#Goddess is Everywhere

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Today I woke up to the news that Instagram has now banned the #goddess tag. What this means is you can use the tag, it just won’t show up in searches- essentially making all content with this tag invisible in search. #bringbackthegoddess as well as #goddesses tags have been used as work-arounds.

Instagram has not explained its reasoning. Women on the platform are guessing there was some kind of “pornographic” images using the tag. Surely if that is the case it would be easier to ban the IP addresses of those accounts abusing the #goddess tag instead of silencing a any pagan, heathen user, anyone who likes to call their friends a #goddess, anyone wanting to talk about history, literature or cultural production of the human race? Would they ban #God, #Allah, #Buddha? And what exactly would happen if they did? If they reinstate this tag but monitor it, what exactly will they be looking for?

Just a few weeks ago Instagram banned the body-positive tag #curvy, only to reinstate it with the warning that all #curvy tags will be monitored for content that Instagram finds offensive. And there is the ongoing nipple fiasco, where male nipples are OK, but female nipples in either a breast feeding portrait or in all their body-part glory will get you banned.

Back in the late 80s when I was a Women Studies major at San Francisco State, we debated stuff like this, as well as how to spell women, who could speak to oppression and other things that at the time seemed so academic to me.  The argument against anti-porn campaigns went something like this– if we demand patriarchal porn to be banned, the first people these laws will be used against will be feminist women working with images of the body. I wondered at the time how this would manifest.  If I could go back in time I could show my younger self this object lesson, except that there are no laws, no platforms for discussion with those in power. We’re subject to the whims of the ones who own our means of communication– I have tried to do with out them, believe me, but it doesn’t work if you have an online business and have friends all over the world.

Like the banning of curvy, this is an attack on women, albeit a stupid, petty one. This morning I feel such outrage, but it is only a reminder of that bit of ancestral memory, of being slowly or violently erased– what women have had to fight against for thousands of years– so much of our ancestors spiritual legacy has been renamed, rebuilt, built over in another God’s name, burned, raized, forgotten. I am under no illusion that the internet is a safe place for women, that it’s democratic or even forward looking, yet I’m not cynical enough for this to be routine.  It’s still met with rage.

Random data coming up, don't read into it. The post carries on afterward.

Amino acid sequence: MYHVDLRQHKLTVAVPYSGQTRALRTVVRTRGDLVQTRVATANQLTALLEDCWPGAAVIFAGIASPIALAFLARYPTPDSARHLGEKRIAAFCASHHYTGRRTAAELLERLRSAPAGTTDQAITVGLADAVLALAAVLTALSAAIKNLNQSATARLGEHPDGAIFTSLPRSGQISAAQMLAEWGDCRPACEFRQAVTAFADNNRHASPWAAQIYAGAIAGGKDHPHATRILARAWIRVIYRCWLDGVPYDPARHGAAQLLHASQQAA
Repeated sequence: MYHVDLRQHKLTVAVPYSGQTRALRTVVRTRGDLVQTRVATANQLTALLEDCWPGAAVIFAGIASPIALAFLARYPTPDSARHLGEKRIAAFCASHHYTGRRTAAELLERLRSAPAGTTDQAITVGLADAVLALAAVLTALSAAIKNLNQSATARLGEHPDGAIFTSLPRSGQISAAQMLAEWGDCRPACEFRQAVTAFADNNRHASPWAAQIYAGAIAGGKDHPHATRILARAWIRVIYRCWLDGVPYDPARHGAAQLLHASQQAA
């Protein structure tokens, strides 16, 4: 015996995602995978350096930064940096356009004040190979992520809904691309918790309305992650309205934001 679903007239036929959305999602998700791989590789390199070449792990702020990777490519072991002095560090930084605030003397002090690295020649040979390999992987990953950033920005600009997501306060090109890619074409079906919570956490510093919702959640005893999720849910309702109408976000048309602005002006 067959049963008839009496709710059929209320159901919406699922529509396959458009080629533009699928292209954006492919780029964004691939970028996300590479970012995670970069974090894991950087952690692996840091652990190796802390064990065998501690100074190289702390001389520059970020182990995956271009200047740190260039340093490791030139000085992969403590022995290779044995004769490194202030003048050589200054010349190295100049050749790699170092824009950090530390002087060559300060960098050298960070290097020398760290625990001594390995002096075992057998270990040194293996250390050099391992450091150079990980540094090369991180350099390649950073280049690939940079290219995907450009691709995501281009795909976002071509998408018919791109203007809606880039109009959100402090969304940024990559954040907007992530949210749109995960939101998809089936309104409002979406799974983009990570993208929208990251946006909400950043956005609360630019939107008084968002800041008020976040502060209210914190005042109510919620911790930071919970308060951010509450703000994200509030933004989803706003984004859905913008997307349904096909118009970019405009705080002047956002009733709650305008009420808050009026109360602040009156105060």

Collage from Pagan Reveries blog
Collage from Pagan Reveries blog

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Collages from the Pagan Reveries Blog
Collages from the Pagan Reveries Blog

Censorship on Flickr

Today I received a threatening email from Flickr HQ claiming that I had violated the Flickr terms by posting this video clip of the World Naked Bike Ride in London. It said that if I continued to post questionable material my account would be suspended. I find this totally absurd, and it would be laughable except that increasingly Flickr has become a place of low-grade harassment for me. Other women must also experience this– smarm-spam in your inbox, asking you for pictures, or your own pictures favourited by someone who is collecting women’s bodies. Through looking at these sites one can see all manner of amateur porn, which is often quite voyueristic and disturbing. I don’t wish this content to be banned– I just click away. But I find it very ironic that there is so much of this on flickr and yet my super-low-res footage of nude people riding bikes is deemed so inappropriate that they are threatening to suspend my account. When I was a women studies major we often debated the idea of porn. Since I never looked at porn that often it was totally academic– that is until I started exploring the idea of nudity in my artwork. Suddenly the pro-porn feminist argument that said that anti-porn laws are used first against women doing body-positive things rang true. This is an example of just that. On a cursory level, it’s just (American) stupidity. But go a bit deeper and it becomes obvious this is indicative of a culturally-determined body hatred. It is easy to find pictures of women naked and subjugated on Flickr and across the web. Often women’s bodies have been concocted unnaturally for this kind of display. They are not “real”– they are coded for consumption– tanned, shaved, surgically altered, posed. The images I uploaded of the bike ride are human, playful, fun. It would be a stretch to even claim they are sexual. But looking at them you can’t help but feel the infectious happiness of the event, and even, as one of my friends put it, a little better about your own body. If Flickr is trying to save children from nudity, they are failing. What children will see on flickr are pornographic images which, to a sensitive child, will be disturbing not because of the lack of clothing but the demeaning/voyueristic/taboo aspect of the image. Healthy images of the human body, like the one I uploaded (which you can’t even see the ‘naughty bits’ frankly) are a violation of their code. No wonder children (especially little girls) grow up to hate their bodies.